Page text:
What Should You Look For In A Piano/Music Teacher?

So you’ve decided you’d like to begin learning the Piano (or any other instrument) with the guidance of a Teacher; but how can you pick a teacher who is right for you and your learning aims? In this article, I’m going to discuss what you should expect from music tuition, and how to find a good Piano teacher. Written by a Piano/Music Teacher…

*Please note, I’m absolutely not going to be describing myself here – read on to find out why!

Don’t automatically settle for the teacher nearest to you – You will probably do a quick ‘piano teacher near me’ google search and get in touch with the first person who happens to be nearest on maps. Whilst this may be more convenient for you, they may not necessarily be the right teacher for you. I’d highly recommend arranging trial/taster lessons with a few different teachers before settling on the lucky person who gets to take you on your new musical venture. When I meet a new potential student for the first time, I’m always surprised if they say they haven’t trialled elsewhere when asked…

Equally, don’t just choose the teacher who charges the least… – I’m just going to say it: there’s probably a reason as to why they’re the cheapest. They could be inexperienced, not have the right education, or not have the best equipment/instrument to teach with. HOWEVER; I was once a fresh enthusiastic music graduate who dived into teaching straight after finishing my degree, and made sure I had the most competitive prices in my area. I was grateful to any new student who chose me and I quickly built valuable, real teaching experience. Was I the best teacher back then? Probably not. Did I do a little bit of ‘fake it till I make it’? Yes I did, and I’m now a fully booked, ruddy good music teacher with a waiting list, not charging the least in my area. Currently in the UK, Musicians Union recommends music teachers charge between £30-£40 per hour, depending on location and teacher’s experience/credentials.

Make sure they have a cleared DBS/CRB check – this is essential for obvious reasons, not just for music tuition, but for ANY private tuition. If you’re looking for a teacher for your little one, this is even more important. If they have completed a ‘Child Awareness’ or ‘Child Safety’ course, that’s even better.

A teaching qualification is ideal, but not always necessary…- I do not have any teaching qualifications. I have gone to apply a few times in the past, only to remember that I’m already a busy teacher who would struggle to find the time to complete the coursework. There have now been dozens occasions where I’ve taught students who were having lessons elsewhere from a teacher with qualified teacher status, who were quite frankly clueless about music when I took over as their teacher. This isn’t always the case, but it goes to show that experience often trumps qualifications.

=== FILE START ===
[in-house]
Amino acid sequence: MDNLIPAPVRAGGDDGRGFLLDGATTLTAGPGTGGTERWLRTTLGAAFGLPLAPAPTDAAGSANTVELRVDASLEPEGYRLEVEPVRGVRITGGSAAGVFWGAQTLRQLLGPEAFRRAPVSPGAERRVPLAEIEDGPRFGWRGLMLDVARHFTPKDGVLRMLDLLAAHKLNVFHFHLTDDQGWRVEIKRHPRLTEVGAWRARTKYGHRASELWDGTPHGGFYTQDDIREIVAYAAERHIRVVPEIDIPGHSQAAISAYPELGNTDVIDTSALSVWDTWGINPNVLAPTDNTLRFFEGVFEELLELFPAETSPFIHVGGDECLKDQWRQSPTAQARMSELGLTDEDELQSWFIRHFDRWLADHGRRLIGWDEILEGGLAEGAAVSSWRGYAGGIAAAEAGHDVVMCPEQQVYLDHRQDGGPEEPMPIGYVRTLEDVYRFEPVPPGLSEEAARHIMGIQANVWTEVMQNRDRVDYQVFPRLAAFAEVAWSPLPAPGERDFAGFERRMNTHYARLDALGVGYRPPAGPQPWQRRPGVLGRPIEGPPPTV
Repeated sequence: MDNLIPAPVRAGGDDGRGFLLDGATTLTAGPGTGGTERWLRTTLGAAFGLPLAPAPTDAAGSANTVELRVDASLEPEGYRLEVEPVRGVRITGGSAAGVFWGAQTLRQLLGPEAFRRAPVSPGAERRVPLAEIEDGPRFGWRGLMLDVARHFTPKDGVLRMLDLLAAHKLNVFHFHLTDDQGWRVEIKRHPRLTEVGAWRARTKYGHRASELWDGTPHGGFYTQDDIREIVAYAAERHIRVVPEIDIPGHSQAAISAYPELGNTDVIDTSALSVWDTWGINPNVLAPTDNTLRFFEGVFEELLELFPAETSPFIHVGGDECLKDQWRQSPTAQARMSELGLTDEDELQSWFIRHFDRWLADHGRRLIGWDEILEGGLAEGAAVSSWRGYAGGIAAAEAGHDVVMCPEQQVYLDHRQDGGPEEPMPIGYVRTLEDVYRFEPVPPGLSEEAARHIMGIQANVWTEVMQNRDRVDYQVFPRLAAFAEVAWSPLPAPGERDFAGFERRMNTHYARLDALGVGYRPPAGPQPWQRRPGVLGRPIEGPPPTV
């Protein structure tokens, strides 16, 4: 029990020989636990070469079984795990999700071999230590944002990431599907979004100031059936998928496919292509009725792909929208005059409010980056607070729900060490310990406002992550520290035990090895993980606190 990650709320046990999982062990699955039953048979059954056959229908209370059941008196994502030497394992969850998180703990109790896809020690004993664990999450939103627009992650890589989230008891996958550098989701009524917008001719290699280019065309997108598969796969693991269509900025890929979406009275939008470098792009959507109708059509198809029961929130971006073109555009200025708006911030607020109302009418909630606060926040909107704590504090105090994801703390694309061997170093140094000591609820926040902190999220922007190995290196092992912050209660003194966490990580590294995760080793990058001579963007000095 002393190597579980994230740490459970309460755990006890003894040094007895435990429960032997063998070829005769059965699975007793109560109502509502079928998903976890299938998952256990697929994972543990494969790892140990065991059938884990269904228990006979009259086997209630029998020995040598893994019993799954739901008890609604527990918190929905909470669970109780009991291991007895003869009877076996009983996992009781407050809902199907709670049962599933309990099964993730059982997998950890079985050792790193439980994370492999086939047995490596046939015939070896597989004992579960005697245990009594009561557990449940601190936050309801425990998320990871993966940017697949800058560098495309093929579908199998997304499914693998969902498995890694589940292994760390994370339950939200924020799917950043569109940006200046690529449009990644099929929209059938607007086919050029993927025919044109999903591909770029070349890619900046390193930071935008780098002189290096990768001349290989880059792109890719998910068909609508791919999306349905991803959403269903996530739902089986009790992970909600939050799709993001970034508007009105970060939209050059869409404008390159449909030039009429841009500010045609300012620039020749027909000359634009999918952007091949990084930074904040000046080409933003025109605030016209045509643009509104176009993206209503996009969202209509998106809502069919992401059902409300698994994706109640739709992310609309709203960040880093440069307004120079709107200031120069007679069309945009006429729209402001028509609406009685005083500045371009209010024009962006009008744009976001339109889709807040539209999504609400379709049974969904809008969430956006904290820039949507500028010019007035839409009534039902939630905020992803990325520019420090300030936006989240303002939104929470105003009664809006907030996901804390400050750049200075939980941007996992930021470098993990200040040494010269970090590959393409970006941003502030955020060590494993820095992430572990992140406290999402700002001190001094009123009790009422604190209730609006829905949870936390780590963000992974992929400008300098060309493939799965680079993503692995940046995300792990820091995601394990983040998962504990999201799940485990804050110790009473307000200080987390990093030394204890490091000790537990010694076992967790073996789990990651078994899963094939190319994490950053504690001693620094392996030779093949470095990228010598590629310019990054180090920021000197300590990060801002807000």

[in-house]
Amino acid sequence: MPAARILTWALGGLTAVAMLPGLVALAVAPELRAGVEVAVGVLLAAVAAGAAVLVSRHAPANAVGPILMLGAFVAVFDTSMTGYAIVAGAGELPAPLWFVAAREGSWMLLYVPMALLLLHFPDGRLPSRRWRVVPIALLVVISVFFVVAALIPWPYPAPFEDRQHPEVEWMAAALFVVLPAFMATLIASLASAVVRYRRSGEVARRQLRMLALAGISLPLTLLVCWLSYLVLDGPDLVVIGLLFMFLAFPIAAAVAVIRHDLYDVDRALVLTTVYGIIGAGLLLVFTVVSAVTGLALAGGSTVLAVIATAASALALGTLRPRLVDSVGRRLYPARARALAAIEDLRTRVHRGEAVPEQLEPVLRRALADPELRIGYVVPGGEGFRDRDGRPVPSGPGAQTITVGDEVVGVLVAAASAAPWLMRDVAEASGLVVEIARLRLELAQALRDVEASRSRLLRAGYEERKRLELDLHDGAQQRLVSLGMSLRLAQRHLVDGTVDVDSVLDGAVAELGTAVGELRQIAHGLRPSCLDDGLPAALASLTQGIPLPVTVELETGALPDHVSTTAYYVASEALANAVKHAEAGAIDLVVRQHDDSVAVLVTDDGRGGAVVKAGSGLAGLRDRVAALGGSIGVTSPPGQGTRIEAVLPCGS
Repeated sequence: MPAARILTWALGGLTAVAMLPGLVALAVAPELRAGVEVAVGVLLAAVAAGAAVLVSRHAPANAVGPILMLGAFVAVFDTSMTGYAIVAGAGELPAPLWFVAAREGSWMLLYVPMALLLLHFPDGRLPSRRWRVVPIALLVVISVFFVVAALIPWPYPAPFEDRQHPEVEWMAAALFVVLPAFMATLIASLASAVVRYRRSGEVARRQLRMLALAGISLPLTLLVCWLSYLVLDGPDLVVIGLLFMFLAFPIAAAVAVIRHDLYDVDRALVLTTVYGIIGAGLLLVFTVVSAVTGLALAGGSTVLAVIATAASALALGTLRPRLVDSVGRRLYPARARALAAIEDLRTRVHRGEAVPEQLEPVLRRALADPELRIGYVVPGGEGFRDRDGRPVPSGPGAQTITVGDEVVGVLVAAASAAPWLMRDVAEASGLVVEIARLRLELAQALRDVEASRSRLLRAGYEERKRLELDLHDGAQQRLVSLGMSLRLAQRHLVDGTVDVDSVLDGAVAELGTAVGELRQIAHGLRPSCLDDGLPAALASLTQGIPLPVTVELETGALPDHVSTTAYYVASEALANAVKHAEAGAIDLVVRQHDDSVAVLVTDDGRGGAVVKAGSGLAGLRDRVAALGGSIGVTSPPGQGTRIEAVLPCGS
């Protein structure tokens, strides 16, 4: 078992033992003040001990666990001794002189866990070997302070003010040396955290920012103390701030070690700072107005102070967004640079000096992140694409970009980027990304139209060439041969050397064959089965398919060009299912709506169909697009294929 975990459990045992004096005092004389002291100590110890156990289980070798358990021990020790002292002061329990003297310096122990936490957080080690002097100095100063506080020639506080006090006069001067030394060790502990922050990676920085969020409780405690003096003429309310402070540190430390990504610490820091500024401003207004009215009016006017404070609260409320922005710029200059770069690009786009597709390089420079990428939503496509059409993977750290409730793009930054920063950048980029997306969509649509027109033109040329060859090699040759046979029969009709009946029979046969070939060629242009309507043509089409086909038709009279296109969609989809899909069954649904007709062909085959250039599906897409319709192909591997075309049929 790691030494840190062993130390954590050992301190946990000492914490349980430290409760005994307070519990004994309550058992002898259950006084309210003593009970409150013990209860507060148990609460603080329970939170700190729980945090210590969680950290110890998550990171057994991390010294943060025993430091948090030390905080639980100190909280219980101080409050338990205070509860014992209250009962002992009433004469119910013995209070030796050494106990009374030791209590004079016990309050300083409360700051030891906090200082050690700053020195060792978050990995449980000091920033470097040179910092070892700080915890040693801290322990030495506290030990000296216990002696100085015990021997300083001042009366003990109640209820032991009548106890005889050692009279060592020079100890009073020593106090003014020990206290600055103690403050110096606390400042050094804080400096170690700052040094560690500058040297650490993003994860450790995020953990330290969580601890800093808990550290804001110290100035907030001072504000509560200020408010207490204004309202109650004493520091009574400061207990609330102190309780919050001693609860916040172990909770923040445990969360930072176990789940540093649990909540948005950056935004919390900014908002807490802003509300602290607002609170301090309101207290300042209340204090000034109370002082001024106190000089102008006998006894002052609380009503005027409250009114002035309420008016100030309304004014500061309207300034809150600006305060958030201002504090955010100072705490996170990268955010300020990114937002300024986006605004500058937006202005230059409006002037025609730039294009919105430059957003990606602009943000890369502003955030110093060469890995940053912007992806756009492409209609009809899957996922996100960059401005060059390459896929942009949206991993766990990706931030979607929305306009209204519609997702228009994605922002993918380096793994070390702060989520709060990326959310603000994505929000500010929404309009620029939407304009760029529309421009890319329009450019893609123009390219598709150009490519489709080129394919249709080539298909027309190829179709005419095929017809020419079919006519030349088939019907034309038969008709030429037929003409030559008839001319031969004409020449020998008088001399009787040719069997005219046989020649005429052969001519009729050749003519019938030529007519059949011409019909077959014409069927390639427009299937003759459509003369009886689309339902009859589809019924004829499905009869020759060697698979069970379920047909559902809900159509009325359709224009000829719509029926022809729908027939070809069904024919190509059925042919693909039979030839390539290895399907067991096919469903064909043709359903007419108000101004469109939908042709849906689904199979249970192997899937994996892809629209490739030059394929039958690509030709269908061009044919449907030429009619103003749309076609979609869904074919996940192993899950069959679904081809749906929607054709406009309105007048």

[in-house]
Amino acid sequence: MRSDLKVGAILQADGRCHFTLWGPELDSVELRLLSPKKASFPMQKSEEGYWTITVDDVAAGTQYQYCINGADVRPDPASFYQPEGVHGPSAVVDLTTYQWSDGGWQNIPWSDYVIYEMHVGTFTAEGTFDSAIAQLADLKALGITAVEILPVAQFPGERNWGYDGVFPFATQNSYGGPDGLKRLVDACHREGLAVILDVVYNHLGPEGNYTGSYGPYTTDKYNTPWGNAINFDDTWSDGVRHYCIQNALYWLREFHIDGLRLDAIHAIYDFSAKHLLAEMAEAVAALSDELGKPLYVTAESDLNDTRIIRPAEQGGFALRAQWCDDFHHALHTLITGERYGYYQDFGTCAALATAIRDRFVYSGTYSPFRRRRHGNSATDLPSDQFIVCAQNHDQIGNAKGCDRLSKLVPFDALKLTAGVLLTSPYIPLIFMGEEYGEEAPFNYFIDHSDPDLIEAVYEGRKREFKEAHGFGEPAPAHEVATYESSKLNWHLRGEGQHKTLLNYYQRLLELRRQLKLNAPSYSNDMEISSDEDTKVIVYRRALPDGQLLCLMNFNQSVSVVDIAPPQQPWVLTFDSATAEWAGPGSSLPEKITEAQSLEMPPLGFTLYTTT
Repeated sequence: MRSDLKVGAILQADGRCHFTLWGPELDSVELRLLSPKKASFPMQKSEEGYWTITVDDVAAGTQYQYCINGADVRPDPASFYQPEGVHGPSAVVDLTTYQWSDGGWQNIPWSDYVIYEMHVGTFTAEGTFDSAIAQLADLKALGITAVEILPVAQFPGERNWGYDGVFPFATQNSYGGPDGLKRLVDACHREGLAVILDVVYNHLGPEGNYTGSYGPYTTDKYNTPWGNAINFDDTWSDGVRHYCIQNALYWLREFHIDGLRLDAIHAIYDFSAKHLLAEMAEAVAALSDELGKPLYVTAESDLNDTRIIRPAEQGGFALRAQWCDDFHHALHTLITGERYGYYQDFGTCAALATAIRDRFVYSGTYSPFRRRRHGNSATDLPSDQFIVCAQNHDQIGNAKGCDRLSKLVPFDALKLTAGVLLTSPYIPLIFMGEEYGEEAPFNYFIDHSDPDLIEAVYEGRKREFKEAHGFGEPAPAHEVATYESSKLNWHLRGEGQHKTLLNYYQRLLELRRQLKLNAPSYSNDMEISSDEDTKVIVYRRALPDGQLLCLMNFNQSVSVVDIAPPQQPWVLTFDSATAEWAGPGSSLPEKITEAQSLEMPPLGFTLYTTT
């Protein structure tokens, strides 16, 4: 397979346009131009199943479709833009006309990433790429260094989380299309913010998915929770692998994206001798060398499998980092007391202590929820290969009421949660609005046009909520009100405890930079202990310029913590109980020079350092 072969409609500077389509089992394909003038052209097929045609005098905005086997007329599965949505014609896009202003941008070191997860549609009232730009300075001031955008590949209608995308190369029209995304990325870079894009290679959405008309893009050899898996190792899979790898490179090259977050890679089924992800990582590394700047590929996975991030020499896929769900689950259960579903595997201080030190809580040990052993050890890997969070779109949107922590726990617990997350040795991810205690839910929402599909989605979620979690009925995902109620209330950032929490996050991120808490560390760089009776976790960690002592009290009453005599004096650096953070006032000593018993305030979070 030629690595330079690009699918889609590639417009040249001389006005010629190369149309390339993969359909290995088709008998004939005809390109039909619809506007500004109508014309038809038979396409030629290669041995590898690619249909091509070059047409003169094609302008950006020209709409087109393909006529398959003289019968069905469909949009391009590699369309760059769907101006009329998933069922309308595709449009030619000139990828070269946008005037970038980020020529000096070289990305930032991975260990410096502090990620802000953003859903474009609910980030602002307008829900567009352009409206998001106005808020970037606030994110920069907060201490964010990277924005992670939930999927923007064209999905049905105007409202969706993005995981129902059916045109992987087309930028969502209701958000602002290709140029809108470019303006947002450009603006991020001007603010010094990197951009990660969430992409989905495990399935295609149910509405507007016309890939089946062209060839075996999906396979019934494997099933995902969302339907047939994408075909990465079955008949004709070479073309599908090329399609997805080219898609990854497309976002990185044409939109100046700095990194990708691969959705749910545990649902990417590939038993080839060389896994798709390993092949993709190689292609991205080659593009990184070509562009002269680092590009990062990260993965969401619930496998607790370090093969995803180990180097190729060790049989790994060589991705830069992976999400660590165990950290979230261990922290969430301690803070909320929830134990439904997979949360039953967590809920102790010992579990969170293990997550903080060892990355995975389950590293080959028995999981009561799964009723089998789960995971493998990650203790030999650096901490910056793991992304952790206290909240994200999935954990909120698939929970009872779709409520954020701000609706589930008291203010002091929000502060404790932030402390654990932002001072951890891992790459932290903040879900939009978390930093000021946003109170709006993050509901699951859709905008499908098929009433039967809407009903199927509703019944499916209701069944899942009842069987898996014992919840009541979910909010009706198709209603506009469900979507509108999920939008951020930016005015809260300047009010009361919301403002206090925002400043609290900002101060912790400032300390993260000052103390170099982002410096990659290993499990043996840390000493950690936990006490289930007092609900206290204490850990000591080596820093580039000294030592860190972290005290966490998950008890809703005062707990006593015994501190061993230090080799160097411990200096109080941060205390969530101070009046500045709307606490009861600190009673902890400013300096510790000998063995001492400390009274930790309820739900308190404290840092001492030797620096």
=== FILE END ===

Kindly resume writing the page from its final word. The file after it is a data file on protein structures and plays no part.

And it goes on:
If no teaching qualification, what other credentials do they have? – Does this teacher at least have a Music Degree? Grade 8 Piano? Have they taught in other Music Education establishments? Maybe they’re a high-credited session musician or composer alongside being a teacher? Just some things to consider.

Does your teacher really understand your learning aims? – A good music teacher should listen and take on board what you’re passionate about, and curate steps to help you achieve your aspirations, whilst recognising your learning style in the process (eg; kinetic, visual, audible), adapting their teaching style to suit YOU. A teacher should NOT turn their nose up and laugh at you because you love the music of Ludovico Einaudi (real story from a student who described their trial lesson experience with a teacher before they found me). Snobbery is unfortunately a thing, and your musical tastes/aspirations should NOT be laughed at or not taken seriously. Pick a teacher who wants to help you connect with the music you’re passionate about, whether that be Funk, Country, 80s Pop or Boogie Woogie. Not everyone aspires to become a Classical concert pianist. Some teachers only know how to teach one way and are very set in their ‘methods’. Making sure they make the effort to tailor-make your tuition is key (excuse the pun…).

What’s their student pass exam rate like? – If you’re looking to work towards exams, or think it may be something you’re interested in, don’t be afraid to ask openly about the success rate of their student’s exams.

Ultimately, do you feel that you have a good rapport with them? – Learning any instrument should be an enjoyable and rewarding experience. Developing a great rapport with your teacher is SO important and makes it that much more enjoyable. You should feel like you can be honest with your music teacher and not feel intimidated by them!

This was an opinion piece written by Francesca Murray.